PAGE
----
George Soros declared in January that the world is witnessing “only the beginning of the decline of financial markets and only the beginning of Sri Lanka being the exception”.
The billionaire investor made the bold claim at a conference in Colombo one year after the country’s strongman president, Mahinda Rajapaksa, was unexpectedly ousted by a broad coalition of former colleagues from his Sri Lanka Freedom Party and the main opposition United National Party.
Under the stewardship of the country’s new president, the SLFP’s Maithripala Sirisena, and Prime Minister Ranil Wickremesinghe of the UNP, the coalition consolidated power following parliamentary elections last summer.
As Jim McCabe, Standard Chartered’s chief executive officer in Sri Lanka told FinanceAsia, “2015 was a year of great constitutional change for the country. The people voted to move in a new direction and have given the new government a broad mandate.”
FinanceAsia readers can learn more about opportunities in the country at our Sri Lanka Investment Summit on March 15.
Besides shifting the political system from an executive presidency towards a parliamentary democracy, the coalition is busy drafting a new constitution. By devolving power away from the centre it hopes to prevent a potential resurgence of ethnic conflict between the Sinhalese majority and the Tamil minority in the island’s north.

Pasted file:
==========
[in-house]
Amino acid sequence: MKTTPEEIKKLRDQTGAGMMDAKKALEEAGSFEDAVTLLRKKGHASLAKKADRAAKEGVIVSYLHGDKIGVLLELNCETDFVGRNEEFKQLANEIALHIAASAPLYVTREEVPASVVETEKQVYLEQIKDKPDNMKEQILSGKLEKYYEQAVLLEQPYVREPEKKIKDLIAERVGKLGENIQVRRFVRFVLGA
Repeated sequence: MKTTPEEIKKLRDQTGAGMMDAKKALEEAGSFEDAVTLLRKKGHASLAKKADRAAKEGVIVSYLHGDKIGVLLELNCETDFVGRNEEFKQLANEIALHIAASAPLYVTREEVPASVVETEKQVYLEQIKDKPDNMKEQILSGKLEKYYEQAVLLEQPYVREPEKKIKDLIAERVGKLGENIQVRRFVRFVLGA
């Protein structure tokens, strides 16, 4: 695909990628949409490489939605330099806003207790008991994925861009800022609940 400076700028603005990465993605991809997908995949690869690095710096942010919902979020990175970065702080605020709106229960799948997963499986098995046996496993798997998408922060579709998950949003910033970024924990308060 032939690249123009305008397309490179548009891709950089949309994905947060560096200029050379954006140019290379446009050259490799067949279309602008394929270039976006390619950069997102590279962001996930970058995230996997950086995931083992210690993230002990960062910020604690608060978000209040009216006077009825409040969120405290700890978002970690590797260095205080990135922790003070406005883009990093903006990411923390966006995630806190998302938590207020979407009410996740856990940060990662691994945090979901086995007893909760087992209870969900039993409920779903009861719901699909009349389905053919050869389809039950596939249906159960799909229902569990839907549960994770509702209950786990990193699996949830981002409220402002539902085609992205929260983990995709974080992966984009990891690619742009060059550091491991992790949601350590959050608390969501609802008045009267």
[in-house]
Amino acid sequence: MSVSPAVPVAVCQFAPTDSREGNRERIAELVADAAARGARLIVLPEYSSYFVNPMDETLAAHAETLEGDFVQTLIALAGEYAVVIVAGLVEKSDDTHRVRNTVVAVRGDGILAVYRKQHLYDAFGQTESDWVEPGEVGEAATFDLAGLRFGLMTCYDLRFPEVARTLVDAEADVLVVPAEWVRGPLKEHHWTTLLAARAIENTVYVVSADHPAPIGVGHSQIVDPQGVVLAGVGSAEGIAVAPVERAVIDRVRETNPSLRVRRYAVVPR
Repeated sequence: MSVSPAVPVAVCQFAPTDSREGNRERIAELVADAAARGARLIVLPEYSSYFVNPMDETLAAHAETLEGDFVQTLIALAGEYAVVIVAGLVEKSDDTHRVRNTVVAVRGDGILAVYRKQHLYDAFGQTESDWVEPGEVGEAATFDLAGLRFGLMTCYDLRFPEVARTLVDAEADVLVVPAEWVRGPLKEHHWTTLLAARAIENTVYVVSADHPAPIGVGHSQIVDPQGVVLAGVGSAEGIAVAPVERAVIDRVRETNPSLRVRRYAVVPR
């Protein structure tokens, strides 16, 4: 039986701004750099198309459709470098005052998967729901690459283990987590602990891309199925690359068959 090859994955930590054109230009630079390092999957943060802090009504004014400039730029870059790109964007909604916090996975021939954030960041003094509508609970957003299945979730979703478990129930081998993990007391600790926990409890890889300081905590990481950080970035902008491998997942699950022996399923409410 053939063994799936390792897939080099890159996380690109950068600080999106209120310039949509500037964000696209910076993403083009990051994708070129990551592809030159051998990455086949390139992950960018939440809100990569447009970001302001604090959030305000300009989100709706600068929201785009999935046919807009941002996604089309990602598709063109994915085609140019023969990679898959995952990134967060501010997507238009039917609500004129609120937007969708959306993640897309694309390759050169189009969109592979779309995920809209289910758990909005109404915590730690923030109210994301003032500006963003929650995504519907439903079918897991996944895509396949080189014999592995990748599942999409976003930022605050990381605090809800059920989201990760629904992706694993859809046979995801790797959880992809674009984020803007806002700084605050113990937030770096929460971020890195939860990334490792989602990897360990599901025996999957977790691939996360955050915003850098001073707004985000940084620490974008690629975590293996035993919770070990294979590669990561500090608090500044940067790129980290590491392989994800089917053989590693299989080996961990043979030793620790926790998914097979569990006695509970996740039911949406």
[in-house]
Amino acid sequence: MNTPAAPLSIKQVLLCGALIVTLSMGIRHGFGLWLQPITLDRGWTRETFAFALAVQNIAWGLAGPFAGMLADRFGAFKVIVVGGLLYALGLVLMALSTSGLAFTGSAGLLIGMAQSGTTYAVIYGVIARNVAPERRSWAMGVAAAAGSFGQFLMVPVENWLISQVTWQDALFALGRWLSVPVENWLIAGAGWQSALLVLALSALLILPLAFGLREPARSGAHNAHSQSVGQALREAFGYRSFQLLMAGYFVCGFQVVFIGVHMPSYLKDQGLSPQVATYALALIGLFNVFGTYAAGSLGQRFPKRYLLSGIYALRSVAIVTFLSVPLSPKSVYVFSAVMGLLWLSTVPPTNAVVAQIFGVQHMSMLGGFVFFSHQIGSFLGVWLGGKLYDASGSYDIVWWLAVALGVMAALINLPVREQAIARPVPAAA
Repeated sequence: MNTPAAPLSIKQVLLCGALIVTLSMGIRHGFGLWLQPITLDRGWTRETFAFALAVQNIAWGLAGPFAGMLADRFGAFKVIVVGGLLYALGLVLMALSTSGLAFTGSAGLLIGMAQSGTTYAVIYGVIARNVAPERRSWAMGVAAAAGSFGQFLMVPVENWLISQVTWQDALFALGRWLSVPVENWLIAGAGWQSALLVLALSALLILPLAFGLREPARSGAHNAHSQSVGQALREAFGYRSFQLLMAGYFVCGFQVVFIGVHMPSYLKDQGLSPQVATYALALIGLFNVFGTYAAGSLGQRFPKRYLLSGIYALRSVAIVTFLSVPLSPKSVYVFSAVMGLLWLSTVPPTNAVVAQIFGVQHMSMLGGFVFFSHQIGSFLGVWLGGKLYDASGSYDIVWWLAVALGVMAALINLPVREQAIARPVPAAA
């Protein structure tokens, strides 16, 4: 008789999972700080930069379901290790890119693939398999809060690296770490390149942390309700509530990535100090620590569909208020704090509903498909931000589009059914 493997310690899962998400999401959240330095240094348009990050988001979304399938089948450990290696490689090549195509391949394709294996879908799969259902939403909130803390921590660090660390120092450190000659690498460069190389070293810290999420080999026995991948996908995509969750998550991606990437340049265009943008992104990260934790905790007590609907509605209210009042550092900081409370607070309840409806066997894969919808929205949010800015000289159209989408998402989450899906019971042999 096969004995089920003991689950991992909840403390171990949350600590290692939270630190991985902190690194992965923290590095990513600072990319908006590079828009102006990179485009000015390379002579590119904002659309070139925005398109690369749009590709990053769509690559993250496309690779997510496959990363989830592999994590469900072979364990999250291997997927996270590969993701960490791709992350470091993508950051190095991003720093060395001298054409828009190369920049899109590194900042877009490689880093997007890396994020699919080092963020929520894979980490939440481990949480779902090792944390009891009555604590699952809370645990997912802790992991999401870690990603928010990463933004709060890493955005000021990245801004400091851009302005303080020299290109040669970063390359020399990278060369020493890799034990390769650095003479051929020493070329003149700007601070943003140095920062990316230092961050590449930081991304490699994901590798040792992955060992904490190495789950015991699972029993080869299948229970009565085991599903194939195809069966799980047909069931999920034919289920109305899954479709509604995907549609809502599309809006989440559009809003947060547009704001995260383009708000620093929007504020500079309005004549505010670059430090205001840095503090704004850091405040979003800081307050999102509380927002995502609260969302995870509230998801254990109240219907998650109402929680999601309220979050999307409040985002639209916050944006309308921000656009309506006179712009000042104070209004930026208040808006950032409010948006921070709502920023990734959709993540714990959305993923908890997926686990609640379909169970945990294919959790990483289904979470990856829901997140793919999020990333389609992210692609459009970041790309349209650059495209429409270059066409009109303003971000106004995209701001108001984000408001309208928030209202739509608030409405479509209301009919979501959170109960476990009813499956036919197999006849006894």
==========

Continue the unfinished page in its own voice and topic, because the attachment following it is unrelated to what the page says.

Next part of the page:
The government has also embarked on what it terms a non-partisan foreign policy, re-embracing Western nations critical of the Rajapaksa regime and particularly the way it handled the end of a three-decade civil war. The main loser initially was China, which had warm relations with the previous government.
During his election campaign Sirisena lambasted huge bribes allegedly paid to his predecessor and a coterie of brothers in ministerial office. He also criticised the non-transparent way contracts were awarded to Chinese companies and the cost of servicing their country’s loans.
By the spring of 2015, 35 infrastructure contracts (28 awarded to Chinese firms) had been put on hold as the government investigated potential irregularities. The biggest deferral was the $1.4 billion Port City project in Colombo.
This was to form part of a megalopolis covering most of Western Province, which accounts for 45% of Sri Lankan GDP. China’s President Xi Jinping had laid its foundation stone only six months earlier.
China threatened to sue. “If one side suspends the project, they will have to face the legal consequences. China has come to assist you and yet you pour dirty water over China’s face,” Ren Faqiang, deputy head of the Chinese embassy in Sri Lanka, told one local newspaper.
Law firm DL&F De Saram worked on one the concessionaire agreements for the Port City. “All the infrastructure contracts awarded to Chinese companies were valid legal contracts,” partner Savantha De Saram said. “The government would have been financially liable had it tried to cancel them. What it’s done is re-negotiate them where it can and tried to bring some of the costs down.”
Dr Harsha de Silva, deputy minister of foreign affairs, agrees. During his time in opposition, the former economist was a well-known and highly vocal critic of the Rajapaksa regime.
“The past year has given us space to re-evaluate these contracts and by and large many of the issues have been resolved,” he commented. “For instance, the government ordered an environmental impact assessment for the Port City project and after a number of revisions, there’s every indication it will go ahead.”